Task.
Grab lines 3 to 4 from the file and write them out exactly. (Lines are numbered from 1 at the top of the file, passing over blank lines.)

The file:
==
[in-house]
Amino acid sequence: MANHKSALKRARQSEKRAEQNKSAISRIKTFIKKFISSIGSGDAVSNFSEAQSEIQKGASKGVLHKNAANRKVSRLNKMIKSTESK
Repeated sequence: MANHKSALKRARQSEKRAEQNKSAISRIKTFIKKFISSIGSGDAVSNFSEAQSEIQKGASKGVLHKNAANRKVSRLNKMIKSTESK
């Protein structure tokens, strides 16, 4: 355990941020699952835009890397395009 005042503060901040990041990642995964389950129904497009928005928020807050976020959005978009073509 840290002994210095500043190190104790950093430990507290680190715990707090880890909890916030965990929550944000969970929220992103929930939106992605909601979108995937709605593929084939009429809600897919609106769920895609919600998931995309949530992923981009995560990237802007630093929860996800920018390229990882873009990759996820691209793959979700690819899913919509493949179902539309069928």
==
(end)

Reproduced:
Repeated sequence: MANHKSALKRARQSEKRAEQNKSAISRIKTFIKKFISSIGSGDAVSNFSEAQSEIQKGASKGVLHKNAANRKVSRLNKMIKSTESK
């Protein structure tokens, strides 16, 4: 355990941020699952835009890397395009 005042503060901040990041990642995964389950129904497009928005928020807050976020959005978009073509 840290002994210095500043190190104790950093430990507290680190715990707090880890909890916030965990929550944000969970929220992103929930939106992605909601979108995937709605593929084939009429809600897919609106769920895609919600998931995309949530992923981009995560990237802007630093929860996800920018390229990882873009990759996820691209793959979700690819899913919509493949179902539309069928």